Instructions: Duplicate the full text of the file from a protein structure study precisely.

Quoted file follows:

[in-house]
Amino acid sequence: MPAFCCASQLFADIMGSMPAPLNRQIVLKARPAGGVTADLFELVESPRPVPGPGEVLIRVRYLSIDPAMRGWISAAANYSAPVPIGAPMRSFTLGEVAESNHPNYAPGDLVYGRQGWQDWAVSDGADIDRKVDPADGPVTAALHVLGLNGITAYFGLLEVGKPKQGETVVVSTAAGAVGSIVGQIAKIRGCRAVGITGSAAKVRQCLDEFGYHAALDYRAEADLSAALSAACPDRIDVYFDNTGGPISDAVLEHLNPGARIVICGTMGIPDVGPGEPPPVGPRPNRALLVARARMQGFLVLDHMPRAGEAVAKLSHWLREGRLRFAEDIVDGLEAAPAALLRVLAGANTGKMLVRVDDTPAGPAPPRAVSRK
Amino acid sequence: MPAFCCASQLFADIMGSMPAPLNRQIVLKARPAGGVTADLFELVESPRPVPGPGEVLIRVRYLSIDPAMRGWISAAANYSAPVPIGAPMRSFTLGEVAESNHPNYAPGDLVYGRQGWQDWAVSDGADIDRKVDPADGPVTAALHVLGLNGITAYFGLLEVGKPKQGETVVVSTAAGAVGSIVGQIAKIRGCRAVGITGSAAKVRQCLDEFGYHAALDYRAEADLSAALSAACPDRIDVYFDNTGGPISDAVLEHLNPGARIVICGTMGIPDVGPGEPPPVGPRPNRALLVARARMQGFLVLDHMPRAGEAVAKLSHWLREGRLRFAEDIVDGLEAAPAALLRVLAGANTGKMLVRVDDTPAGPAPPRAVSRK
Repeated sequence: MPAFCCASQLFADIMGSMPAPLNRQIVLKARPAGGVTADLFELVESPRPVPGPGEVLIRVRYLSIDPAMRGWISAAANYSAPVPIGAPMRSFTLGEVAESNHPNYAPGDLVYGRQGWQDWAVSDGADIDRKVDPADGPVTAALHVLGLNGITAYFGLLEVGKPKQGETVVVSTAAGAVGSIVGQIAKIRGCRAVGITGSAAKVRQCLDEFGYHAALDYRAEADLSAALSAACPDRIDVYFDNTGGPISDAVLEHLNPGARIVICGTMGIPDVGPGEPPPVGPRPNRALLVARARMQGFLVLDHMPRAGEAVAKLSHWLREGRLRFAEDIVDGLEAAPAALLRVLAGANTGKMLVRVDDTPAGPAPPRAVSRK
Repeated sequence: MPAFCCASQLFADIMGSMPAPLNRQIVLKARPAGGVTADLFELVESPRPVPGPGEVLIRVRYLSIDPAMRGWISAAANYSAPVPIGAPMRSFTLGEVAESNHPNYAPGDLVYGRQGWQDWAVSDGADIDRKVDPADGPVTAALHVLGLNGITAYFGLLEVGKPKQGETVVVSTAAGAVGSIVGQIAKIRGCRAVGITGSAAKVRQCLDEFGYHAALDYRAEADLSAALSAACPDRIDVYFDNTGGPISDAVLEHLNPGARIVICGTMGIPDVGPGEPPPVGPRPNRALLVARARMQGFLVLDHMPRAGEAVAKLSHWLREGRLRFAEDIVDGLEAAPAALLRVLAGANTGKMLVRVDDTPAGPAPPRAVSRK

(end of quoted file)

[in-house]
Amino acid sequence: MPAFCCASQLFADIMGSMPAPLNRQIVLKARPAGGVTADLFELVESPRPVPGPGEVLIRVRYLSIDPAMRGWISAAANYSAPVPIGAPMRSFTLGEVAESNHPNYAPGDLVYGRQGWQDWAVSDGADIDRKVDPADGPVTAALHVLGLNGITAYFGLLEVGKPKQGETVVVSTAAGAVGSIVGQIAKIRGCRAVGITGSAAKVRQCLDEFGYHAALDYRAEADLSAALSAACPDRIDVYFDNTGGPISDAVLEHLNPGARIVICGTMGIPDVGPGEPPPVGPRPNRALLVARARMQGFLVLDHMPRAGEAVAKLSHWLREGRLRFAEDIVDGLEAAPAALLRVLAGANTGKMLVRVDDTPAGPAPPRAVSRK
Amino acid sequence: MPAFCCASQLFADIMGSMPAPLNRQIVLKARPAGGVTADLFELVESPRPVPGPGEVLIRVRYLSIDPAMRGWISAAANYSAPVPIGAPMRSFTLGEVAESNHPNYAPGDLVYGRQGWQDWAVSDGADIDRKVDPADGPVTAALHVLGLNGITAYFGLLEVGKPKQGETVVVSTAAGAVGSIVGQIAKIRGCRAVGITGSAAKVRQCLDEFGYHAALDYRAEADLSAALSAACPDRIDVYFDNTGGPISDAVLEHLNPGARIVICGTMGIPDVGPGEPPPVGPRPNRALLVARARMQGFLVLDHMPRAGEAVAKLSHWLREGRLRFAEDIVDGLEAAPAALLRVLAGANTGKMLVRVDDTPAGPAPPRAVSRK
Repeated sequence: MPAFCCASQLFADIMGSMPAPLNRQIVLKARPAGGVTADLFELVESPRPVPGPGEVLIRVRYLSIDPAMRGWISAAANYSAPVPIGAPMRSFTLGEVAESNHPNYAPGDLVYGRQGWQDWAVSDGADIDRKVDPADGPVTAALHVLGLNGITAYFGLLEVGKPKQGETVVVSTAAGAVGSIVGQIAKIRGCRAVGITGSAAKVRQCLDEFGYHAALDYRAEADLSAALSAACPDRIDVYFDNTGGPISDAVLEHLNPGARIVICGTMGIPDVGPGEPPPVGPRPNRALLVARARMQGFLVLDHMPRAGEAVAKLSHWLREGRLRFAEDIVDGLEAAPAALLRVLAGANTGKMLVRVDDTPAGPAPPRAVSRK
Repeated sequence: MPAFCCASQLFADIMGSMPAPLNRQIVLKARPAGGVTADLFELVESPRPVPGPGEVLIRVRYLSIDPAMRGWISAAANYSAPVPIGAPMRSFTLGEVAESNHPNYAPGDLVYGRQGWQDWAVSDGADIDRKVDPADGPVTAALHVLGLNGITAYFGLLEVGKPKQGETVVVSTAAGAVGSIVGQIAKIRGCRAVGITGSAAKVRQCLDEFGYHAALDYRAEADLSAALSAACPDRIDVYFDNTGGPISDAVLEHLNPGARIVICGTMGIPDVGPGEPPPVGPRPNRALLVARARMQGFLVLDHMPRAGEAVAKLSHWLREGRLRFAEDIVDGLEAAPAALLRVLAGANTGKMLVRVDDTPAGPAPPRAVSRK